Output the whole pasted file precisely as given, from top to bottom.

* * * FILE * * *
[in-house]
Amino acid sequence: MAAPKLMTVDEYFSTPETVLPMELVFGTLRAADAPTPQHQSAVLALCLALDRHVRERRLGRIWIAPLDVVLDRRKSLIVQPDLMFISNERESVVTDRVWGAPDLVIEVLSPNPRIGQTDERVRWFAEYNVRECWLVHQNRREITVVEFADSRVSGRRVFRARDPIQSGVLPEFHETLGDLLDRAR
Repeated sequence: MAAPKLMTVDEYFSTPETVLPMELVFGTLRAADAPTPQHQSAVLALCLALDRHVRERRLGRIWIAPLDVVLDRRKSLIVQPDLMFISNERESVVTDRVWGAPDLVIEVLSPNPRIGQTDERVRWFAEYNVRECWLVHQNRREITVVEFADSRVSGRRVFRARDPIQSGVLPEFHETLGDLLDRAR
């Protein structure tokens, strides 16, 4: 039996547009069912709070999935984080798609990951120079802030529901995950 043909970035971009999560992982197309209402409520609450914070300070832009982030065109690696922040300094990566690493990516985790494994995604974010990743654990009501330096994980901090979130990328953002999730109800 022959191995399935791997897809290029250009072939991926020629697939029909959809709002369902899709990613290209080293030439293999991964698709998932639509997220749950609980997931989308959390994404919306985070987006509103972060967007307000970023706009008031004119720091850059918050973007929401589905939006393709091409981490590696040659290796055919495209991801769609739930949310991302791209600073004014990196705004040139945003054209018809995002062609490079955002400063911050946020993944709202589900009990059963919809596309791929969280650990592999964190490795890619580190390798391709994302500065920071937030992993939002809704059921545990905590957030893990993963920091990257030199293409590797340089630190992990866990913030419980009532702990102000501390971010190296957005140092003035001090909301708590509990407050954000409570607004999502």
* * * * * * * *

[in-house]
Amino acid sequence: MAAPKLMTVDEYFSTPETVLPMELVFGTLRAADAPTPQHQSAVLALCLALDRHVRERRLGRIWIAPLDVVLDRRKSLIVQPDLMFISNERESVVTDRVWGAPDLVIEVLSPNPRIGQTDERVRWFAEYNVRECWLVHQNRREITVVEFADSRVSGRRVFRARDPIQSGVLPEFHETLGDLLDRAR
Repeated sequence: MAAPKLMTVDEYFSTPETVLPMELVFGTLRAADAPTPQHQSAVLALCLALDRHVRERRLGRIWIAPLDVVLDRRKSLIVQPDLMFISNERESVVTDRVWGAPDLVIEVLSPNPRIGQTDERVRWFAEYNVRECWLVHQNRREITVVEFADSRVSGRRVFRARDPIQSGVLPEFHETLGDLLDRAR
């Protein structure tokens, strides 16, 4: 039996547009069912709070999935984080798609990951120079802030529901995950 043909970035971009999560992982197309209402409520609450914070300070832009982030065109690696922040300094990566690493990516985790494994995604974010990743654990009501330096994980901090979130990328953002999730109800 022959191995399935791997897809290029250009072939991926020629697939029909959809709002369902899709990613290209080293030439293999991964698709998932639509997220749950609980997931989308959390994404919306985070987006509103972060967007307000970023706009008031004119720091850059918050973007929401589905939006393709091409981490590696040659290796055919495209991801769609739930949310991302791209600073004014990196705004040139945003054209018809995002062609490079955002400063911050946020993944709202589900009990059963919809596309791929969280650990592999964190490795890619580190390798391709994302500065920071937030992993939002809704059921545990905590957030893990993963920091990257030199293409590797340089630190992990866990913030419980009532702990102000501390971010190296957005140092003035001090909301708590509990407050954000409570607004999502």